What is the difference between social skills, social communication skills and social pragmatics? These terms are closely related and often used interchangeably. The term used may vary depending on the type of professional talking about them, such as a doctor, speech-language pathologist, psychologist or teacher.
Social Skills allow us to interact with others clearly and effectively in a social situation. We use social skills when we notice social cues in the people around us. In addition, we think about what others are doing and what their reactions might mean. Also, having strong social skills means knowing how to interact positively with other people. The article What Are Social Skills? from Psychology today is a good resource.
Social Communication Skills are a vital part of the human experience, allowing individuals to communicate and bond with one another. This includes the ability to change the language you use depending on who you are talking to. For example, talking differently to a friend versus an adult, or giving more information to someone who does not know the topic, and knowing to skip some details when someone already knows the topic. Social communication skills also includes following the rules of a conversation such as:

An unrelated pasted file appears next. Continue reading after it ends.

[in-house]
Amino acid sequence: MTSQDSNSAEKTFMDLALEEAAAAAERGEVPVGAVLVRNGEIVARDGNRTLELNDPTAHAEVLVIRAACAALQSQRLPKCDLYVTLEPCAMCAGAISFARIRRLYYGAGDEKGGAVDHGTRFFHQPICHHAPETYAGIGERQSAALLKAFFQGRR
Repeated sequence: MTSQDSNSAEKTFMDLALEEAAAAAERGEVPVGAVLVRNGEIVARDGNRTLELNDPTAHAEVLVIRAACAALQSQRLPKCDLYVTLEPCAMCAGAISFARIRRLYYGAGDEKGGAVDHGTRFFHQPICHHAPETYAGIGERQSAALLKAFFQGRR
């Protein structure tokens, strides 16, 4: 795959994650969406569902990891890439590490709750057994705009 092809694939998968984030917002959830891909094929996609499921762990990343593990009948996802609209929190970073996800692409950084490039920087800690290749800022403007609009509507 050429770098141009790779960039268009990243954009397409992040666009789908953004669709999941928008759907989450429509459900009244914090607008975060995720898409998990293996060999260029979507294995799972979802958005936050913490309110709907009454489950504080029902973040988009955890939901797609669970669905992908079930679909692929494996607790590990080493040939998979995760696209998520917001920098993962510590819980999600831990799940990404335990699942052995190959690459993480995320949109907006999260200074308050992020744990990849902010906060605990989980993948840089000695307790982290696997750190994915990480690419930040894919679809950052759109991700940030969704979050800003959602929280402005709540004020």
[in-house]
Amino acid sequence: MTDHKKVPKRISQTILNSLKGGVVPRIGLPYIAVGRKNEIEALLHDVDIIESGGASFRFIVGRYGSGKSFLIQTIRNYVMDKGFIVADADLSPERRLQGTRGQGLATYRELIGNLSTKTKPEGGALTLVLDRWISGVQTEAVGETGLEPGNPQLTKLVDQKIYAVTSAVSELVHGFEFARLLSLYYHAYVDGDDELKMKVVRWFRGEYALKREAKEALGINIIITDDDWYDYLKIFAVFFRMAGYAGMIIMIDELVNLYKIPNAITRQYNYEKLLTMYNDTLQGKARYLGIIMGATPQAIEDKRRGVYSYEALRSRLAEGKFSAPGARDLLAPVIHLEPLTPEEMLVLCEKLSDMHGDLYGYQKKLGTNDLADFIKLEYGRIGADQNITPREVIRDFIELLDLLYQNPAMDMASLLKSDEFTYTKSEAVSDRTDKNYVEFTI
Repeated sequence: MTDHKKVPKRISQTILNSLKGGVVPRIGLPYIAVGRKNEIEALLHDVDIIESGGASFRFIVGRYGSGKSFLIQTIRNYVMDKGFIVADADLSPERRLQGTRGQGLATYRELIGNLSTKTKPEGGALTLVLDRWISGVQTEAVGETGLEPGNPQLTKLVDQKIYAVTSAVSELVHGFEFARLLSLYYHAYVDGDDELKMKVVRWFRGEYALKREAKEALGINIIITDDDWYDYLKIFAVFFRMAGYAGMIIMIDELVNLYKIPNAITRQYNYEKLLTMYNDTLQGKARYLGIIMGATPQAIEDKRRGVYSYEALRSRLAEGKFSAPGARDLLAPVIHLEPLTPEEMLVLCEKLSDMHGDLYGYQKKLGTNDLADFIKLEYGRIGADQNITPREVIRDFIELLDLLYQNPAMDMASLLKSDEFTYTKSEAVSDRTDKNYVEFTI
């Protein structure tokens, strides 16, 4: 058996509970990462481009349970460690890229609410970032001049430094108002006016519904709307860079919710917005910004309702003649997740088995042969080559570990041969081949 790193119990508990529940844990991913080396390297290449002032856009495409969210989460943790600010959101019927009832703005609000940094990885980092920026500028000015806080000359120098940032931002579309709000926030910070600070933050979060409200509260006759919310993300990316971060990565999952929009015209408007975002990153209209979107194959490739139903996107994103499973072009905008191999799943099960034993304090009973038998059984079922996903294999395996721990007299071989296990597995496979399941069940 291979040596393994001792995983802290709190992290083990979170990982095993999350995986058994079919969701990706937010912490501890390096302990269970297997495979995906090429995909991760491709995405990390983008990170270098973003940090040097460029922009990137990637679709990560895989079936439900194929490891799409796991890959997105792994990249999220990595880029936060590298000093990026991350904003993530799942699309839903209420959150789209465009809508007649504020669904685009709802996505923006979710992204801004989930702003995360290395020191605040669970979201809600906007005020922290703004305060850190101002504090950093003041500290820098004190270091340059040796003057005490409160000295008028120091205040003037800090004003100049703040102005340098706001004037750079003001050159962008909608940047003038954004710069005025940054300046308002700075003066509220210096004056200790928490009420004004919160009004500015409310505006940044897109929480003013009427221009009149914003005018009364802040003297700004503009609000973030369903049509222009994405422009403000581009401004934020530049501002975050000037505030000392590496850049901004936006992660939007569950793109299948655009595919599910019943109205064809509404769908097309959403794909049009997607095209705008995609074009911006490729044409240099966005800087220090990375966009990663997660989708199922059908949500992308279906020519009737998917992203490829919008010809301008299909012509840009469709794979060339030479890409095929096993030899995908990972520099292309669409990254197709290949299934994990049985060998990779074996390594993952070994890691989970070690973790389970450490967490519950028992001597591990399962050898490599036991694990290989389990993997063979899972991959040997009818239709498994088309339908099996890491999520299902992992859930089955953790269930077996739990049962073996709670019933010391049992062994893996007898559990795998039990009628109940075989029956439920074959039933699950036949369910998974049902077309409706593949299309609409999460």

- taking turns when talking
- staying on topic
- body language
- understanding personal space
- facial expressions
- eye contact
Pragmatic Language consists of the social language skills that we use in our daily interactions with others. This includes conversational skills, the use of our non-verbal communication skills, understanding non-literal language, problem solving, interpreting and expressing emotions. People with pragmatic language disorders typically have a difficult time expressing and managing themselves appropriately in social situations.
The Center for Development and Learning states that “…children with verbal and nonverbal communication difficulties often resort to temper tantrums or ‘meltdowns’ to communicate emotions such as anger and frustration. They may appear uncooperative, fresh or rude and may be called oppositional and/or defiant. Helping these children improve their communication skills can greatly improve their social skills and level of peer acceptance.” Research has shown that, “…positive peer interactions in childhood set the stage for the formation of friendships that serve as primary socialization experiences for children.” (Hadley & Schuele, 1998)
Does your child have a difficult time interacting with their friends or classmates? Do they have a hard time sharing or engaging in back and forth conversation? Do they make off-topic remarks, or struggle with reading body language and understanding personal space? If so, then an evaluation may be helpful. Social skills and pragmatic language can be evaluated by a psychologist or a speech-language pathologist.